“I suspect that future generations may well look back on the present day as an era of unsurpassed childishness in the history of mankind. The vast amounts of money paid to grown men to play playground games for the entertainment of the rest of us simply beggars belief. The cultural influence ascribed to young pop stars is quite bizarre. I mean, whatever one’s opinion of government health care, surely we can all agree that Justin Bieber’s opinions on the matter can be safely ignored? And the compulsive need of otherwise apparently intelligent people to tweet the most mind-boggling banalities of their lives into the public domain is startling. To these relatively trivial acts of childishness we might also add the more sinister: the development of a political and legal culture which refuses to recognize any shades of grey. As to morality, the spoiled infants really have taken over the universe of moral discourse when a man who deserts his wife for another man is more likely to be hailed as a cultural hero because of his courageous honesty than decried as a sleazy cretin for his cowardly capitulation to his hormones.
“Sadly, this pervades the church as well. Many megachurches have grown prosperous through the strange, unexpected but undoubtedly successful marriage of a broadly orthodox theology with childish idioms. Further, many Christians in churches that are not so ‘mega’ have their childish ways and their childish people. It is not simply those pastors who dress like slovenly thirteen year olds when they preach that exhibit such qualities. All of us can be tempted in this direction when we are not given what we want and proceed immediately thereafter to throw out of our little prams whatever toys we happen to have. And what can one say about the consistent failure of the Christian twitterati, from the least to the greatest, to understand that some things are for public consumption and that some things are to be kept private? Knowing when to speak in public and when to keep discreetly and modestly quiet (especially about one’s own successes) used to be a basic part of what it meant to grow up.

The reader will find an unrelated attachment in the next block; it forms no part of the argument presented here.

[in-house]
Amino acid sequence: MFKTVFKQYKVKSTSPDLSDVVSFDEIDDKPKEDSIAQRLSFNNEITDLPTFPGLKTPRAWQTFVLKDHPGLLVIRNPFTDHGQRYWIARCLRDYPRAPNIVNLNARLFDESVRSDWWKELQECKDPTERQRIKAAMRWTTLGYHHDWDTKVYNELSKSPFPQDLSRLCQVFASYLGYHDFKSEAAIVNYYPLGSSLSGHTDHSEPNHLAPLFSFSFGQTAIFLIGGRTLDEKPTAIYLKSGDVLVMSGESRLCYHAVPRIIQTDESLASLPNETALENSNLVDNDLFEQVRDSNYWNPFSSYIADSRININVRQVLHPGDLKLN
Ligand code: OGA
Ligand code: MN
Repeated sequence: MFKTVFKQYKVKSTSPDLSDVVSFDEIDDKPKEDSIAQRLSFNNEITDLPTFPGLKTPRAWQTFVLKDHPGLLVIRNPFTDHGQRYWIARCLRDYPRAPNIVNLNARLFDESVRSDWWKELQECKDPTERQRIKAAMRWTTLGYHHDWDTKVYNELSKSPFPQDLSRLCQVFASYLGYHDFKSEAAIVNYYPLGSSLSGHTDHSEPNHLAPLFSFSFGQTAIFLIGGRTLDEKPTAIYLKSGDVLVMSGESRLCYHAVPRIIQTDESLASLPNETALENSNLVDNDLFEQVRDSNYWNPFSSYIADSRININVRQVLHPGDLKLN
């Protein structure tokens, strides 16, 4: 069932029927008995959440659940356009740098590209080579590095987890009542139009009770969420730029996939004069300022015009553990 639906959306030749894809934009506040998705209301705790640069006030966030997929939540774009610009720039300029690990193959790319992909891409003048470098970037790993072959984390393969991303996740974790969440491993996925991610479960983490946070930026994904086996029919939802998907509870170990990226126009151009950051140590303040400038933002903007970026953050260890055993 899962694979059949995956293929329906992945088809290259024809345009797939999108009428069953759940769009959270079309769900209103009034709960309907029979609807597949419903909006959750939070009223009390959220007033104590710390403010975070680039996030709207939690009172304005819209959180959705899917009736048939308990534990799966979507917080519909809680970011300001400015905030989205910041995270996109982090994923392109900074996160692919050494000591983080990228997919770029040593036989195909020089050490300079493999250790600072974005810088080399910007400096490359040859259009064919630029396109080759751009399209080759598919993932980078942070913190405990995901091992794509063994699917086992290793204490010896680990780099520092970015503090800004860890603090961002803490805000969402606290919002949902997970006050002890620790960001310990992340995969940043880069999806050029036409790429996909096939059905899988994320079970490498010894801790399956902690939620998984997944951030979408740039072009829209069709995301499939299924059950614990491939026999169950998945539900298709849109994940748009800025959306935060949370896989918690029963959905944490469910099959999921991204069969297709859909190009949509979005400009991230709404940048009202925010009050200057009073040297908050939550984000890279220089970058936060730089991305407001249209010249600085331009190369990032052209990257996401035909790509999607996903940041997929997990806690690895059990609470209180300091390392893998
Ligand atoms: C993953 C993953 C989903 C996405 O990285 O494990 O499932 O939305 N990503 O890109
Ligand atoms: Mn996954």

“Perhaps at the very heart of childishness lies the inability to acknowledge any kind of external authority. The toddler screaming for the confiscated teddy bear is expressing outrage that his world has been changed against his will, in much the same way as the teenager whose life has (and I quote) ‘been like totally ruined’ because her cell phone has been taken away from her for the evening by an irate parent. So much of what we think of as childish behavior, such as tantrums, petty rule breaking, and insolence, contains a significant dose of the repudiation of external authority.”
(Carl Trueman, “An Important but Neglected Distinction”, Reformation 21)